Kingsley Elementary is in a low-income neighborhood where outdoor spaces where kids can move around are minimal. Mark's goal is to get two or three pickleball courts set up in the schoolyard and have kids join in on what's quickly becoming a national craze. Mark hopes that pickleball will promote movement and teamwork for all his students. He aims to take advantage of the 20-minute physical education time allotted each day to introduce the game to his students.

Help Mark get his students outside, exercising, learning to cooperate, and having fun by donating to his GoFundMe.

Image courtesy of Kaiya Bates

2. Staying C.A.L.M: Regulation Kits for Kids

According to the WHO around 280 million people worldwide suffer from depression. In the US, 1 in 5 adults experience mental illness and 1 in 20 experience severe mental illness, according to the National Alliance on Mental Illness.

Kaiya Bates, who was recently crowned Miss Tri-Cities Outstanding Teen for 2022, is one of those people, and has endured severe anxiety, depression, and selective mutism for most of her life.

Through her GoFundMe, Kaiya aims to use her "knowledge to inspire and help others through their mental health journey and to spread positive and factual awareness."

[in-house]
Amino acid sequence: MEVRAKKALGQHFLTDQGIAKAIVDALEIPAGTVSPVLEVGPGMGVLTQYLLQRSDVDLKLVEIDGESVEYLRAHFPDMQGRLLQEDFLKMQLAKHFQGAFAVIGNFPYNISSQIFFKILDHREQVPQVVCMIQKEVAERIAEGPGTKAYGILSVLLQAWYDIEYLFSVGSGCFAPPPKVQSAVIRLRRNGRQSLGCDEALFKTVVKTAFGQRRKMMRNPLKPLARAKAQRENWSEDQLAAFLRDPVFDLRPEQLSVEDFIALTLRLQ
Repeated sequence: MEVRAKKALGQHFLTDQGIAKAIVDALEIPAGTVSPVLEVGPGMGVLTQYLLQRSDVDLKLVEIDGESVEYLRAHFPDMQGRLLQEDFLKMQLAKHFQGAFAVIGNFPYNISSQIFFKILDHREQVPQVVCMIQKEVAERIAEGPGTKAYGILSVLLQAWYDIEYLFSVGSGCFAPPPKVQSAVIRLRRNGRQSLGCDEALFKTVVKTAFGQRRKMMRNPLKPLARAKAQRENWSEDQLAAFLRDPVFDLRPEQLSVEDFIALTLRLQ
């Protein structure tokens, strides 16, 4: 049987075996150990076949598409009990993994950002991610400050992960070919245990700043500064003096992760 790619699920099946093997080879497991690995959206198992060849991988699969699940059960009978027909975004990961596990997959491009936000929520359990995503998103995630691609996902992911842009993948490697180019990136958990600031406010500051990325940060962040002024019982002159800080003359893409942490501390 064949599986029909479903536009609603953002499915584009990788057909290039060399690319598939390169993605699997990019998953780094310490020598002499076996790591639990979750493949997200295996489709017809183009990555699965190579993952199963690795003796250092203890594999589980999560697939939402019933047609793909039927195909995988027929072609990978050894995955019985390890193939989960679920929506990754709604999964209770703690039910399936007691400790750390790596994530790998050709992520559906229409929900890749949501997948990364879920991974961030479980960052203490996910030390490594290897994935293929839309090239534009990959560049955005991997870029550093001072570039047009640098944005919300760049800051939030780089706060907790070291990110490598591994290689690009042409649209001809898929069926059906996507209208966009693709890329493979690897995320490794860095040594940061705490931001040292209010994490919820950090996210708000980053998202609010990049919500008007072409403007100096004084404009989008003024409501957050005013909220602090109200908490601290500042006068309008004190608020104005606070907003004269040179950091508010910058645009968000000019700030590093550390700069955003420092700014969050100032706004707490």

She's put together regulation kits (that she's used herself) for teachers to use with students who are experiencing stress and anxiety. Each "CALM-ing" kit includes a two-minute timer, fidget toolboxes, storage crates, breathing spheres, art supplies and more.

Kaiya's GoFundMe goal is to send a kit to every teacher in every school in the Pasco School District in Washington where she lives.

To help Kaiya achieve her goal, visit Staying C.A.L.M: Regulation Kits for Kids.

Image courtesy of Julie Tarman

3. Library for a high school heritage Spanish class

Julie Tarman is a high school Spanish teacher in Sacramento, California, who hopes to raise enough money to create a Spanish language class library.